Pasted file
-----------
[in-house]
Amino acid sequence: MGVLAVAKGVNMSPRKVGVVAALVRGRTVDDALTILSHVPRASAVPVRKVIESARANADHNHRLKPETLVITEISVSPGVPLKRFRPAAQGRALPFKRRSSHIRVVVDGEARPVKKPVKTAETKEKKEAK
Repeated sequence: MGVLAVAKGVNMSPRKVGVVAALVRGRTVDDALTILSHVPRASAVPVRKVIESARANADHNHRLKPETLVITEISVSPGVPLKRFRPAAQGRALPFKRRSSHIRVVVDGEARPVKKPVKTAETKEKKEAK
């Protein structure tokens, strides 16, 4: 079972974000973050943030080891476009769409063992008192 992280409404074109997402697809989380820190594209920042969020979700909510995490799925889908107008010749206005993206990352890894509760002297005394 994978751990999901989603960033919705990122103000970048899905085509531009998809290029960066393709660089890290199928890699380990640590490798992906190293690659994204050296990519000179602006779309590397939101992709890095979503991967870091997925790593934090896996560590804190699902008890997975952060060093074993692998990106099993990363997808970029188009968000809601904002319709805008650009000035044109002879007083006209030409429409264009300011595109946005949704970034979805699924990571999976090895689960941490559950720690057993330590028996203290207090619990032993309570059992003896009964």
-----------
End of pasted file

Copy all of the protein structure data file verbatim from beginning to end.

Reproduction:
[in-house]
Amino acid sequence: MGVLAVAKGVNMSPRKVGVVAALVRGRTVDDALTILSHVPRASAVPVRKVIESARANADHNHRLKPETLVITEISVSPGVPLKRFRPAAQGRALPFKRRSSHIRVVVDGEARPVKKPVKTAETKEKKEAK
Repeated sequence: MGVLAVAKGVNMSPRKVGVVAALVRGRTVDDALTILSHVPRASAVPVRKVIESARANADHNHRLKPETLVITEISVSPGVPLKRFRPAAQGRALPFKRRSSHIRVVVDGEARPVKKPVKTAETKEKKEAK
């Protein structure tokens, strides 16, 4: 079972974000973050943030080891476009769409063992008192 992280409404074109997402697809989380820190594209920042969020979700909510995490799925889908107008010749206005993206990352890894509760002297005394 994978751990999901989603960033919705990122103000970048899905085509531009998809290029960066393709660089890290199928890699380990640590490798992906190293690659994204050296990519000179602006779309590397939101992709890095979503991967870091997925790593934090896996560590804190699902008890997975952060060093074993692998990106099993990363997808970029188009968000809601904002319709805008650009000035044109002879007083006209030409429409264009300011595109946005949704970034979805699924990571999976090895689960941490559950720690057993330590028996203290207090619990032993309570059992003896009964």